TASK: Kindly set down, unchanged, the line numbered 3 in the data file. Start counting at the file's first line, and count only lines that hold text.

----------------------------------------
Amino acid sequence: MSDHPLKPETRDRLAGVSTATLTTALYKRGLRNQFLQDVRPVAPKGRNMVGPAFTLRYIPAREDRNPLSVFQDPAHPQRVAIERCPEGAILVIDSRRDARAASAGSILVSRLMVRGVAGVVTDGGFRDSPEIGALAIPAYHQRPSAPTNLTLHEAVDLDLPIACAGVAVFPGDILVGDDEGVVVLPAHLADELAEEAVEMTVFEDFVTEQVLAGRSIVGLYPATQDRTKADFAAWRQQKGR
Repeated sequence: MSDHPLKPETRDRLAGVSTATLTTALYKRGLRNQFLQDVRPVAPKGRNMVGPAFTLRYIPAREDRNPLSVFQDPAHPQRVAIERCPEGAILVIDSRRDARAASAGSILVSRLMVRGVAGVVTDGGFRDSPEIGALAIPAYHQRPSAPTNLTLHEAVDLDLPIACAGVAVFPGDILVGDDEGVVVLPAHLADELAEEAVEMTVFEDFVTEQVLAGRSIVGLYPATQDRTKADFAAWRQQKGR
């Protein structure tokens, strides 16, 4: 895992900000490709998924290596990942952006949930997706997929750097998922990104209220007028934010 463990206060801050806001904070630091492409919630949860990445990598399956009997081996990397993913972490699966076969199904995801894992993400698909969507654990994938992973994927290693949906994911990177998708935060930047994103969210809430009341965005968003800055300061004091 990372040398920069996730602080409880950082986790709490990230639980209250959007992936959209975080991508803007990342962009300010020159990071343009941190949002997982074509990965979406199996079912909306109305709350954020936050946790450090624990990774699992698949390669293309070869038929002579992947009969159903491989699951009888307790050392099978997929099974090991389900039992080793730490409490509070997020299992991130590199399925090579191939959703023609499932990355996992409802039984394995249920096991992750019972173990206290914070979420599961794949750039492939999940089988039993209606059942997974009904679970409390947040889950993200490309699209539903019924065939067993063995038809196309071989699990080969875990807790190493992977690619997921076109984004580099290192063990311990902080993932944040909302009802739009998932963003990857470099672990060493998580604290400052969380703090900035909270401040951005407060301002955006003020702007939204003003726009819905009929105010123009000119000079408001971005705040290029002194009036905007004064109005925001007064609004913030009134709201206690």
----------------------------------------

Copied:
């Protein structure tokens, strides 16, 4: 895992900000490709998924290596990942952006949930997706997929750097998922990104209220007028934010 463990206060801050806001904070630091492409919630949860990445990598399956009997081996990397993913972490699966076969199904995801894992993400698909969507654990994938992973994927290693949906994911990177998708935060930047994103969210809430009341965005968003800055300061004091 990372040398920069996730602080409880950082986790709490990230639980209250959007992936959209975080991508803007990342962009300010020159990071343009941190949002997982074509990965979406199996079912909306109305709350954020936050946790450090624990990774699992698949390669293309070869038929002579992947009969159903491989699951009888307790050392099978997929099974090991389900039992080793730490409490509070997020299992991130590199399925090579191939959703023609499932990355996992409802039984394995249920096991992750019972173990206290914070979420599961794949750039492939999940089988039993209606059942997974009904679970409390947040889950993200490309699209539903019924065939067993063995038809196309071989699990080969875990807790190493992977690619997921076109984004580099290192063990311990902080993932944040909302009802739009998932963003990857470099672990060493998580604290400052969380703090900035909270401040951005407060301002955006003020702007939204003003726009819905009929105010123009000119000079408001971005705040290029002194009036905007004064109005925001007064609004913030009134709201206690």